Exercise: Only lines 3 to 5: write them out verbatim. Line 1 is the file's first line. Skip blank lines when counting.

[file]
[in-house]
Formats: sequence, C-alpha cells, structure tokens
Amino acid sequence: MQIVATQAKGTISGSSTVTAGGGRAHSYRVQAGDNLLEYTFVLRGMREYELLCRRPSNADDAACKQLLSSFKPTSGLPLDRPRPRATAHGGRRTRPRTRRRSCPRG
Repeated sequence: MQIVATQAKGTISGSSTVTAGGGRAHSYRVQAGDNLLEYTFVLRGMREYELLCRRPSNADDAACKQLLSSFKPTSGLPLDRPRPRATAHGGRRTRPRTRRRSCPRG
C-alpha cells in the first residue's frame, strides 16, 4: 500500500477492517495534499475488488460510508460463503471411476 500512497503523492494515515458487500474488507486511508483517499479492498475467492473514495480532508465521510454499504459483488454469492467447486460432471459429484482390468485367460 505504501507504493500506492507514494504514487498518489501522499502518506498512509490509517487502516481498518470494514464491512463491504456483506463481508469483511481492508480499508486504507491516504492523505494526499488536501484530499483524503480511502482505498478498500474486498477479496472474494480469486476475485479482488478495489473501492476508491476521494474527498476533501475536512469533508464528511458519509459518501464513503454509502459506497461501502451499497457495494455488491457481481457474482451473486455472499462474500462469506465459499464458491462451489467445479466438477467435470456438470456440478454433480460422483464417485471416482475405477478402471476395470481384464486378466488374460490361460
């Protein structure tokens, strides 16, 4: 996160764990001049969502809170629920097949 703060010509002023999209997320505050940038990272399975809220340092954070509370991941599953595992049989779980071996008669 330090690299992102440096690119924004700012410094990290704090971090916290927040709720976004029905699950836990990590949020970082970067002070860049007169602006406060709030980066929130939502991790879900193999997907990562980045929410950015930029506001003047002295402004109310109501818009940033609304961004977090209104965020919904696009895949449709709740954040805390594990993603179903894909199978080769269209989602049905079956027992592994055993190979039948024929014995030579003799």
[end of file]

Amino acid sequence: MQIVATQAKGTISGSSTVTAGGGRAHSYRVQAGDNLLEYTFVLRGMREYELLCRRPSNADDAACKQLLSSFKPTSGLPLDRPRPRATAHGGRRTRPRTRRRSCPRG
Repeated sequence: MQIVATQAKGTISGSSTVTAGGGRAHSYRVQAGDNLLEYTFVLRGMREYELLCRRPSNADDAACKQLLSSFKPTSGLPLDRPRPRATAHGGRRTRPRTRRRSCPRG
C-alpha cells in the first residue's frame, strides 16, 4: 500500500477492517495534499475488488460510508460463503471411476 500512497503523492494515515458487500474488507486511508483517499479492498475467492473514495480532508465521510454499504459483488454469492467447486460432471459429484482390468485367460 505504501507504493500506492507514494504514487498518489501522499502518506498512509490509517487502516481498518470494514464491512463491504456483506463481508469483511481492508480499508486504507491516504492523505494526499488536501484530499483524503480511502482505498478498500474486498477479496472474494480469486476475485479482488478495489473501492476508491476521494474527498476533501475536512469533508464528511458519509459518501464513503454509502459506497461501502451499497457495494455488491457481481457474482451473486455472499462474500462469506465459499464458491462451489467445479466438477467435470456438470456440478454433480460422483464417485471416482475405477478402471476395470481384464486378466488374460490361460